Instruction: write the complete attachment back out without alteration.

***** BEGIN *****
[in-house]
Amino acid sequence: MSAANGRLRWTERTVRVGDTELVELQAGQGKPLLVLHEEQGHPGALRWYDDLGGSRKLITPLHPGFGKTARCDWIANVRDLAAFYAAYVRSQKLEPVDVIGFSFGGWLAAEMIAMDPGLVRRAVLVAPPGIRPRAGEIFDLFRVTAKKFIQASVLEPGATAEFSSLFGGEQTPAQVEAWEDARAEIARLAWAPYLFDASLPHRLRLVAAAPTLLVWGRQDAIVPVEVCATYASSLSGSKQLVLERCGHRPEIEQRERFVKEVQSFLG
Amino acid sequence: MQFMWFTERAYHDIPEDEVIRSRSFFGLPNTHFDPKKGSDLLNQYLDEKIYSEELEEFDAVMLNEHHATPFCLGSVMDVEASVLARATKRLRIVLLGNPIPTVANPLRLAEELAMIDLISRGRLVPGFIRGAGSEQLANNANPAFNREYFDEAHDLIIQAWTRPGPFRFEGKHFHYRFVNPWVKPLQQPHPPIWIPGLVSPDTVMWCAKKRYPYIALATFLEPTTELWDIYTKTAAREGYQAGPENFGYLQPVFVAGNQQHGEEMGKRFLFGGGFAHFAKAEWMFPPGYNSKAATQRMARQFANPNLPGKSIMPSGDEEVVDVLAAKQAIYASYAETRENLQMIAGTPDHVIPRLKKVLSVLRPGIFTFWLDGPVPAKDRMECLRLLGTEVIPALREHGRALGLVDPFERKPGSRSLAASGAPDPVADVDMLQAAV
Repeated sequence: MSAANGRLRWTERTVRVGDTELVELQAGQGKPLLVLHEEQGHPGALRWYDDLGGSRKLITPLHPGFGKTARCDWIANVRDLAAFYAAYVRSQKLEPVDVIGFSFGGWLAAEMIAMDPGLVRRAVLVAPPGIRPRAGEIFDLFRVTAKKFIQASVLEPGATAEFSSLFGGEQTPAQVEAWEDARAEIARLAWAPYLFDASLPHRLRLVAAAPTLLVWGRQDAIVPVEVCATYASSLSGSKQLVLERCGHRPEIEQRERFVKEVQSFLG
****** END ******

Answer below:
[in-house]
Amino acid sequence: MSAANGRLRWTERTVRVGDTELVELQAGQGKPLLVLHEEQGHPGALRWYDDLGGSRKLITPLHPGFGKTARCDWIANVRDLAAFYAAYVRSQKLEPVDVIGFSFGGWLAAEMIAMDPGLVRRAVLVAPPGIRPRAGEIFDLFRVTAKKFIQASVLEPGATAEFSSLFGGEQTPAQVEAWEDARAEIARLAWAPYLFDASLPHRLRLVAAAPTLLVWGRQDAIVPVEVCATYASSLSGSKQLVLERCGHRPEIEQRERFVKEVQSFLG
Amino acid sequence: MQFMWFTERAYHDIPEDEVIRSRSFFGLPNTHFDPKKGSDLLNQYLDEKIYSEELEEFDAVMLNEHHATPFCLGSVMDVEASVLARATKRLRIVLLGNPIPTVANPLRLAEELAMIDLISRGRLVPGFIRGAGSEQLANNANPAFNREYFDEAHDLIIQAWTRPGPFRFEGKHFHYRFVNPWVKPLQQPHPPIWIPGLVSPDTVMWCAKKRYPYIALATFLEPTTELWDIYTKTAAREGYQAGPENFGYLQPVFVAGNQQHGEEMGKRFLFGGGFAHFAKAEWMFPPGYNSKAATQRMARQFANPNLPGKSIMPSGDEEVVDVLAAKQAIYASYAETRENLQMIAGTPDHVIPRLKKVLSVLRPGIFTFWLDGPVPAKDRMECLRLLGTEVIPALREHGRALGLVDPFERKPGSRSLAASGAPDPVADVDMLQAAV
Repeated sequence: MSAANGRLRWTERTVRVGDTELVELQAGQGKPLLVLHEEQGHPGALRWYDDLGGSRKLITPLHPGFGKTARCDWIANVRDLAAFYAAYVRSQKLEPVDVIGFSFGGWLAAEMIAMDPGLVRRAVLVAPPGIRPRAGEIFDLFRVTAKKFIQASVLEPGATAEFSSLFGGEQTPAQVEAWEDARAEIARLAWAPYLFDASLPHRLRLVAAAPTLLVWGRQDAIVPVEVCATYASSLSGSKQLVLERCGHRPEIEQRERFVKEVQSFLG